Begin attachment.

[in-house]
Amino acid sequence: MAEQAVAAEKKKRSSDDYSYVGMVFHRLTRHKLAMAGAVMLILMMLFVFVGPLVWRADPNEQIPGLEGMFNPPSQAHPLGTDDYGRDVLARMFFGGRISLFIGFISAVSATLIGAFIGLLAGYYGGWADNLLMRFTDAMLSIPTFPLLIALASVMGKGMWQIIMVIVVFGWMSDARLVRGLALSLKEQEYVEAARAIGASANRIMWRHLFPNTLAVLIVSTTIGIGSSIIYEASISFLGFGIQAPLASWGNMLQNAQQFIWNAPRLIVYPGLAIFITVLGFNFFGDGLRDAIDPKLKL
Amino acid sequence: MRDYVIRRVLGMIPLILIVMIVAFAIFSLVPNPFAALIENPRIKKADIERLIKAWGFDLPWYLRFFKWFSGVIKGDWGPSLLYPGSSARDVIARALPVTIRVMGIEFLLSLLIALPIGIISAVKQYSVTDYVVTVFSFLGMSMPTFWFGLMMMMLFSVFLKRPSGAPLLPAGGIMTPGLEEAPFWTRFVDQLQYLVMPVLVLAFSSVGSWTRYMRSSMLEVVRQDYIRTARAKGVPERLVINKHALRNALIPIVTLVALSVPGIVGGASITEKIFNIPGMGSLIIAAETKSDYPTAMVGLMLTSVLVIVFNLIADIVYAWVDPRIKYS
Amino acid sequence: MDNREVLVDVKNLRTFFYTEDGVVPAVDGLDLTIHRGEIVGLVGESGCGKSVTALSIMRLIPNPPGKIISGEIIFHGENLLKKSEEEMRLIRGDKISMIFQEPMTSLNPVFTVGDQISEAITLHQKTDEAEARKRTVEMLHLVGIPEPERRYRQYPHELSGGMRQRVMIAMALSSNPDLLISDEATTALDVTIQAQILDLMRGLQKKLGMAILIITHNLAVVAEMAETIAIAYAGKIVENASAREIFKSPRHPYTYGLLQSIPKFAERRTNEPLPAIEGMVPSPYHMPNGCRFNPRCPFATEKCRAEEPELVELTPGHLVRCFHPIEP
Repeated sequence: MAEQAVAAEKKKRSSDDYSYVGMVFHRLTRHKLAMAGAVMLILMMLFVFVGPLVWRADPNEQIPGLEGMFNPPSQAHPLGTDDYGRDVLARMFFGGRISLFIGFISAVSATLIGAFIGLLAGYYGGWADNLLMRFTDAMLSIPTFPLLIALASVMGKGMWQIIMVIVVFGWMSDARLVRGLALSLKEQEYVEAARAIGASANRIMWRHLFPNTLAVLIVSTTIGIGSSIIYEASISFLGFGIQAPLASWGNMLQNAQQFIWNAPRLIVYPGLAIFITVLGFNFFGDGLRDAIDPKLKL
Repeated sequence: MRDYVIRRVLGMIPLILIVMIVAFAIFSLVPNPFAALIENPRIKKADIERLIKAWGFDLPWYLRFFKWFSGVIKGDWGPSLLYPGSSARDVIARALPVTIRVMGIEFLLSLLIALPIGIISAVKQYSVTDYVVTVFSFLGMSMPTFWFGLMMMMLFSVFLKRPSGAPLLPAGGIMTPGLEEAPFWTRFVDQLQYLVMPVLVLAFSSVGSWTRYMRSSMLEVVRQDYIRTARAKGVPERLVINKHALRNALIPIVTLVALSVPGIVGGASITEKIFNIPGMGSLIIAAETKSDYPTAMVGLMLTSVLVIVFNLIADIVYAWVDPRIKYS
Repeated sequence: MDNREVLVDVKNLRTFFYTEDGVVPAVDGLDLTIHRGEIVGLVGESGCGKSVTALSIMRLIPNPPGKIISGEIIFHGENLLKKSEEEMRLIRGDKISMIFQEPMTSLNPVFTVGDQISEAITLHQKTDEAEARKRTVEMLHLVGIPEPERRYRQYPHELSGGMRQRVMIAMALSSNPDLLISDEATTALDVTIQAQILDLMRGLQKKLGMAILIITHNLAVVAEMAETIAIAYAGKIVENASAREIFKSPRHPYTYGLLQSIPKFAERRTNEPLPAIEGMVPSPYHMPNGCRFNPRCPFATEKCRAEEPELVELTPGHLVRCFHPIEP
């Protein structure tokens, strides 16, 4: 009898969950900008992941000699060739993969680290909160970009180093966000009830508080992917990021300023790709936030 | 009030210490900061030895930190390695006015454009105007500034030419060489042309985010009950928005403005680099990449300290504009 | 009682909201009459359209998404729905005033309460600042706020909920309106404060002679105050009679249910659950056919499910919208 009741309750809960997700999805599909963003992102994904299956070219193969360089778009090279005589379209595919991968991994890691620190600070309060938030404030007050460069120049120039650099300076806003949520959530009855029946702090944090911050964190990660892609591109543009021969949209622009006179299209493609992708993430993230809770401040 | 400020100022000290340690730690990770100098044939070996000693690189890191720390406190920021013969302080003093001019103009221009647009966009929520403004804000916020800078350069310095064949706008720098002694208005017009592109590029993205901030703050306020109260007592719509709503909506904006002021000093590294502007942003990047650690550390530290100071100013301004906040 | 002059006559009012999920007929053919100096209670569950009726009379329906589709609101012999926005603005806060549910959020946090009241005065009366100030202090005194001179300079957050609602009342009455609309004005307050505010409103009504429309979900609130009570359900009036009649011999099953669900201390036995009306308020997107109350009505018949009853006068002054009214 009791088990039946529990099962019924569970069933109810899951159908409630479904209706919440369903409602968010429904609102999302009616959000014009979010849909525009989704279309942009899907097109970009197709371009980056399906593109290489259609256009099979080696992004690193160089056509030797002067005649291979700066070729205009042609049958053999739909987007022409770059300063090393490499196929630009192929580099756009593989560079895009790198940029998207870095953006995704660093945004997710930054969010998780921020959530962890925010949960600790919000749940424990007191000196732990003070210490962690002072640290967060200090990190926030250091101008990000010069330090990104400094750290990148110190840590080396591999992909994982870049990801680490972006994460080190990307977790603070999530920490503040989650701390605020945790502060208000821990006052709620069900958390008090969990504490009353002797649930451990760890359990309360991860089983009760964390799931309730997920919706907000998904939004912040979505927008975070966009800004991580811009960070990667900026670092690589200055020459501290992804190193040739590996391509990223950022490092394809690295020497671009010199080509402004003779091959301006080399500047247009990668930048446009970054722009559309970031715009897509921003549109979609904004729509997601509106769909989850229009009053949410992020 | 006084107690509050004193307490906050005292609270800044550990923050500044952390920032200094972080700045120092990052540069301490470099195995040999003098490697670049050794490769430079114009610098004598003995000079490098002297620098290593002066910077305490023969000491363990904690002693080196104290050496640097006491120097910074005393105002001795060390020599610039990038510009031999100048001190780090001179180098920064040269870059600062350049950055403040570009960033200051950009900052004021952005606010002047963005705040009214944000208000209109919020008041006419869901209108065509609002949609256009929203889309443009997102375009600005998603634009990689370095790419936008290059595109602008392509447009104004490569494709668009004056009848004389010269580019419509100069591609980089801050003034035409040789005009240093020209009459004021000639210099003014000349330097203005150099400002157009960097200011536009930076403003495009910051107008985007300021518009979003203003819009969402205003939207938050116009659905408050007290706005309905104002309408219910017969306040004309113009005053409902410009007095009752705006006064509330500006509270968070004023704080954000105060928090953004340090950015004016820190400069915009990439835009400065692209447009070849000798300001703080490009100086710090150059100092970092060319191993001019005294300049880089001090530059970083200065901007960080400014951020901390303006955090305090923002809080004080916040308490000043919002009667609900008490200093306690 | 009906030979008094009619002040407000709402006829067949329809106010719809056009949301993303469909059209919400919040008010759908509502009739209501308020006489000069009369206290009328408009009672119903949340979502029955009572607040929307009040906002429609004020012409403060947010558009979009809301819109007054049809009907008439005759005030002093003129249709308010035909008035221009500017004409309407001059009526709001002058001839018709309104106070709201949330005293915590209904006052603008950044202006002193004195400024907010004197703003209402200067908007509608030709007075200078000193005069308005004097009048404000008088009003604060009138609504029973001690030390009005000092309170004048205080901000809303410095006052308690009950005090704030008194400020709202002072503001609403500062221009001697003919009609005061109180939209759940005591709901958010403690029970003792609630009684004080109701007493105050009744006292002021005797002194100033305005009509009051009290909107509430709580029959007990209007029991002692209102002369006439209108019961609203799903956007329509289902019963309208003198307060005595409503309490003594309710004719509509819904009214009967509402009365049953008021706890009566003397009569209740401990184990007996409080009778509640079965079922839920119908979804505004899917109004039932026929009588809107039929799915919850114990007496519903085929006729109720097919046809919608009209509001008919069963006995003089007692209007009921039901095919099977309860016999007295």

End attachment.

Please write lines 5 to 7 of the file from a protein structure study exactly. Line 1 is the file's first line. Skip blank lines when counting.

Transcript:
Repeated sequence: MAEQAVAAEKKKRSSDDYSYVGMVFHRLTRHKLAMAGAVMLILMMLFVFVGPLVWRADPNEQIPGLEGMFNPPSQAHPLGTDDYGRDVLARMFFGGRISLFIGFISAVSATLIGAFIGLLAGYYGGWADNLLMRFTDAMLSIPTFPLLIALASVMGKGMWQIIMVIVVFGWMSDARLVRGLALSLKEQEYVEAARAIGASANRIMWRHLFPNTLAVLIVSTTIGIGSSIIYEASISFLGFGIQAPLASWGNMLQNAQQFIWNAPRLIVYPGLAIFITVLGFNFFGDGLRDAIDPKLKL
Repeated sequence: MRDYVIRRVLGMIPLILIVMIVAFAIFSLVPNPFAALIENPRIKKADIERLIKAWGFDLPWYLRFFKWFSGVIKGDWGPSLLYPGSSARDVIARALPVTIRVMGIEFLLSLLIALPIGIISAVKQYSVTDYVVTVFSFLGMSMPTFWFGLMMMMLFSVFLKRPSGAPLLPAGGIMTPGLEEAPFWTRFVDQLQYLVMPVLVLAFSSVGSWTRYMRSSMLEVVRQDYIRTARAKGVPERLVINKHALRNALIPIVTLVALSVPGIVGGASITEKIFNIPGMGSLIIAAETKSDYPTAMVGLMLTSVLVIVFNLIADIVYAWVDPRIKYS
Repeated sequence: MDNREVLVDVKNLRTFFYTEDGVVPAVDGLDLTIHRGEIVGLVGESGCGKSVTALSIMRLIPNPPGKIISGEIIFHGENLLKKSEEEMRLIRGDKISMIFQEPMTSLNPVFTVGDQISEAITLHQKTDEAEARKRTVEMLHLVGIPEPERRYRQYPHELSGGMRQRVMIAMALSSNPDLLISDEATTALDVTIQAQILDLMRGLQKKLGMAILIITHNLAVVAEMAETIAIAYAGKIVENASAREIFKSPRHPYTYGLLQSIPKFAERRTNEPLPAIEGMVPSPYHMPNGCRFNPRCPFATEKCRAEEPELVELTPGHLVRCFHPIEP